A little bit of history For anyone who’s just survived the British summer, it can be hard to believe that wasps do anything useful at all; the big ones ruin picnics and the tiny ones kill bees. But as it happens, some of those very small wasps inadvertently serve a human purpose by making nests on the surface of the sturdy oak tree – because those ‘iron galls’ in turn provide the source material for a permanent ink formula recipe used since Pliny the Elder. Pliny Senior unfortunately failed to describe the formula in sufficient detail before the eruption of Vesuvius did for him, but patient scribes have been perfecting it ever since. When it works well, it can preserve documents for millennia. When it goes wrong and the ink gets too acidic, it can eat the writing surface – and it has form for eating fountain pens too, so it’s a brave manufacturer who ventures into this market. But Diamine, KWZ and Rohrer and Klingner have found ways to make the recipe safe, and now Platinum have come along with no less than six shades of iron gall ink to get creative with. The United Inkdom team set out to put it to the test – said team including a chemist, a calligrapher and two historians, so there was no fear of punches being pulled.
How it looks This changes in the first minute that it spends on the paper – it goes on quite bright, especially the Citrus and Cassis varieties, then quickly darkens as it oxidises. None of the shades darken all the way to black, so the naming convention (Lavender Black, Forest Black, etc.) is a little misleading, but the transformation from light to dark is impressive – and rather fascinating to watch.
How it smells Now let’s be honest, not all specialist inks are terribly pleasant to the nose . This one requires a chemical reaction to work, which you can actually see in front of your eyes, as the video below demonstrates – and as this ink is not pigment-based, it’s not technically watching paint dry. But despite all that exciting stuff going on, there’s nothing malodorous to report. Phew.
Crucially, how it writes… Perfectly well! It’s perhaps just a touch drier than some ‘standard’ fountain pen inks, but a decent fountain pen can handle it with ease. Given that this is still a permanent ink and even the new, gentler, formula has some acidity to it, a fountain pen which doesn’t dry out too easily is a wise choice (one of Platinum’s own #3776 models is a good place to start), and of course it’s worth giving it a good flush out after a few days with iron gall ink in there. But you can pop it into the barrel of your ‘serious nibbage’ without too much fear of damage.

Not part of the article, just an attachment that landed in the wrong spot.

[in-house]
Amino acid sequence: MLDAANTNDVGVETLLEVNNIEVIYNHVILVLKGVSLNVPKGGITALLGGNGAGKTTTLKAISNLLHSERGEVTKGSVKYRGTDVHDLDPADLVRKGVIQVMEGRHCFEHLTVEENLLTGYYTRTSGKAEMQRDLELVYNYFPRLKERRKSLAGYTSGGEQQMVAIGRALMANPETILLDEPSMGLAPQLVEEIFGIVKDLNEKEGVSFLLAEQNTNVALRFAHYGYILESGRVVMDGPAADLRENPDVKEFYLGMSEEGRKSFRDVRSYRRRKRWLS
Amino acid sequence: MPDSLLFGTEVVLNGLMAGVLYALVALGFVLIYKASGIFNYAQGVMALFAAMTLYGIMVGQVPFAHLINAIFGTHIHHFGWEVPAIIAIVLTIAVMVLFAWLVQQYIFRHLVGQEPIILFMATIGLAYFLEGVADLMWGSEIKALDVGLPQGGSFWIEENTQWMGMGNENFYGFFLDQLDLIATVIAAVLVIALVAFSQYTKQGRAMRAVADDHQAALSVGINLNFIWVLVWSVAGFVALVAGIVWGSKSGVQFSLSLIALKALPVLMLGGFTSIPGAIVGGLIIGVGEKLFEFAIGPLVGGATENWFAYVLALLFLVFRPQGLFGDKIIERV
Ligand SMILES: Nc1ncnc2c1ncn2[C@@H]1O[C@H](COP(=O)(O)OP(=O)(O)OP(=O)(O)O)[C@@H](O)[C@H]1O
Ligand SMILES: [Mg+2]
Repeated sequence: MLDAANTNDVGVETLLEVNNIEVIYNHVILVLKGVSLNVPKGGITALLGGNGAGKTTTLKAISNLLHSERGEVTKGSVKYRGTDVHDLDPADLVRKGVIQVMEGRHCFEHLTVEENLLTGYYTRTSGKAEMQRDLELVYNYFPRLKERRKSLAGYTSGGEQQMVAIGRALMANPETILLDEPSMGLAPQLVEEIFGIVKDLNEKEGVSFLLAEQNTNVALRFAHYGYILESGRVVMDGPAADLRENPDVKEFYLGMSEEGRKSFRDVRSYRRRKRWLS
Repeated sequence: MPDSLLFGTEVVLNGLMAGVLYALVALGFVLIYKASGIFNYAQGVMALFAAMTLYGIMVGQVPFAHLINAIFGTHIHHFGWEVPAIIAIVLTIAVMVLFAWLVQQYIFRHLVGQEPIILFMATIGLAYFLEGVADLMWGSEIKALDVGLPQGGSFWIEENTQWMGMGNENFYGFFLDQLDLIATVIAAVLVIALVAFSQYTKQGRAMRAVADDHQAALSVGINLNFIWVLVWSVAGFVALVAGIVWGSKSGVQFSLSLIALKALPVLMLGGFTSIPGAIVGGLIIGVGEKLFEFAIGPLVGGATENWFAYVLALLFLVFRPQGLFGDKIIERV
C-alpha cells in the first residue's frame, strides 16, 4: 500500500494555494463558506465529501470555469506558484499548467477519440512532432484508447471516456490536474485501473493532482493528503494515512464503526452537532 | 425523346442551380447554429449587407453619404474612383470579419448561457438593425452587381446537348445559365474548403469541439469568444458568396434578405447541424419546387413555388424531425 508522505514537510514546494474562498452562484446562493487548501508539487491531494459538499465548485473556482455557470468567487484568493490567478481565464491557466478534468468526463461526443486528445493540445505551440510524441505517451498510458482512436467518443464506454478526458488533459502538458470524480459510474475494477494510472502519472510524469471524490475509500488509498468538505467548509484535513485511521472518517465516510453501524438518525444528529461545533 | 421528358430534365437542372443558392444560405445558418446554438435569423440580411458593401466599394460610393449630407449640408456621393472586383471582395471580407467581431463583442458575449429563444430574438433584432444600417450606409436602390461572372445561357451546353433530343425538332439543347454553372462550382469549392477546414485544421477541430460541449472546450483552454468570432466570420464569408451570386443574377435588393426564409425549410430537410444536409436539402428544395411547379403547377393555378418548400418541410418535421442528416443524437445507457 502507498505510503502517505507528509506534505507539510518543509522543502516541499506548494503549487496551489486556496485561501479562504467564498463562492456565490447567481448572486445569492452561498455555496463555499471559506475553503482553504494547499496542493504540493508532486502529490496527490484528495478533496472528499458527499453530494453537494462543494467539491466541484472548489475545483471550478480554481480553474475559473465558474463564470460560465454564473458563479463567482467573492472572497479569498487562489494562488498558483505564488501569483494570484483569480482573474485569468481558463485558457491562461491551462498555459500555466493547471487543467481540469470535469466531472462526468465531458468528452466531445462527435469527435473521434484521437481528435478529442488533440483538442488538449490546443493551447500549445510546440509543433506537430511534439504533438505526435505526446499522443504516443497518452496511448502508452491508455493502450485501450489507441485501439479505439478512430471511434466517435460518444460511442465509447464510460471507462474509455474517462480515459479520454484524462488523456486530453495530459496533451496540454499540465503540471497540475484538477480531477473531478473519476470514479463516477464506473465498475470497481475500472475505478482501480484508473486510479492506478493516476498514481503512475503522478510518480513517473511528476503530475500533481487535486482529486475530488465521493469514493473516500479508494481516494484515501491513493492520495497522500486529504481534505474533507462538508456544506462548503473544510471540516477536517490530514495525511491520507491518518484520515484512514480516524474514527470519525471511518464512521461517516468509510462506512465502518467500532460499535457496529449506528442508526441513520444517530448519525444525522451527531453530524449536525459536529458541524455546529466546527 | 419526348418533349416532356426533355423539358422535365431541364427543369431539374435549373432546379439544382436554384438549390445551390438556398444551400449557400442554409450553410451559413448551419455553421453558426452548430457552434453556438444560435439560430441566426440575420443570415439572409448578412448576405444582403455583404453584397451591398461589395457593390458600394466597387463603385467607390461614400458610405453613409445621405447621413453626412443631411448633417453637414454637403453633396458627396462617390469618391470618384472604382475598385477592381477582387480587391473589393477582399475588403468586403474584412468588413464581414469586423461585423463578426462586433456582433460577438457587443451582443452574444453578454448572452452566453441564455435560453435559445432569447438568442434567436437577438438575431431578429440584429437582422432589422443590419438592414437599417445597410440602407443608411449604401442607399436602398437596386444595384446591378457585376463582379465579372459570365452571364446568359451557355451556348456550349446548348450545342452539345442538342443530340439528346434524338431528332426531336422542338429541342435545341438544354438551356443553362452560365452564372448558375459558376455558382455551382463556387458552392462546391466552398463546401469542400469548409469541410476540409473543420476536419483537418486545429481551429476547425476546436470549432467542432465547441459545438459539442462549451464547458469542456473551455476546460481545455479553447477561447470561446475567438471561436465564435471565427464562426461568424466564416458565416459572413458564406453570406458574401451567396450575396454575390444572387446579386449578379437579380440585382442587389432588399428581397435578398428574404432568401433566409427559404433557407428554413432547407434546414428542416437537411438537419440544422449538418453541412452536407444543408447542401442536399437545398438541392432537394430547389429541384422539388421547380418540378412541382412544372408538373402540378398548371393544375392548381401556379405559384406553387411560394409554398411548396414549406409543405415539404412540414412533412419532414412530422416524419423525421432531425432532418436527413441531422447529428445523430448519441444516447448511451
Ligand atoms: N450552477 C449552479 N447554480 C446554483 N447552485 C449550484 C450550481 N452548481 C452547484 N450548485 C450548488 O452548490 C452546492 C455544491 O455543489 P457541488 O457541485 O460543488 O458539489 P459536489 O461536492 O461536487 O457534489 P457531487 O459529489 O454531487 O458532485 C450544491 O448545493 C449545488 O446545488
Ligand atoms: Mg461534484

Ink! What is it good for? As Nick capably demonstrates, it’s great for calligraphy. Since it’s an iron gall ink it should be acceptable if you’re signing a marriage register, and as it’s permanent it should do for addressing the wedding invitations too (the ink is partially washable, but even if it gets rained on the text will still be legible). Lavender Black, which seems to be the consensus pick of the bunch, could be good for one’s secret diary (you have one of those, right?). Or you could just have fun with them, like we did!VFM These are not cheap inks, it has to be admitted; £22 will buy you a fairly respectable fountain pen these days, after all. But some of Platinum’s ‘Classic’ colours are really easy on the eye – and if you are using this for a special event, it’s not going to be that big a dent in the stationery budget.
If this isn’t quite your cup of tea, but almost… If you just need an iron gall ink and aren’t too concerned by the traditional blue-grey shade, then standard registrar’s ink will inevitably be quite a bit less expensive, and there’s plenty of that about (try Diamine). There are also other coloured iron gall inks available, usually at a lower price, from KWZ and Rohrer & Klingner. Alternatively, if you’re a Platinum fan and just need something permanent, some of their pigment-based inks aren’t bad and their carbon ink is amongst the blackest of the black.Our overall recommendation We think these are pretty impressive inks, and conjure up a wider and more interesting palette than iron gall formulae can usually manage. If you have a sensible use for a permanent ink and fancy something a bit different, a 60ml bottle will do the job well. Given the significant cost our tip is to pick one or two which really take your fancy rather than going straight for the whole set.Where to get hold of some We got ours direct from Cult Pens, and that’s a good place to start – they are the official Platinum dealers for the UK, and as it happens it’s where many of us have acquired our #3776s from too.
This meta-review references:
- Scribble Monboddo’s hand-written review
- Nick Stewart’s ink and bleach creativity
- The Clumsy Penman’s interesting experiments
- Gillian’s illuminated manuscript
Thanks to Cult Pens for donating the review samples.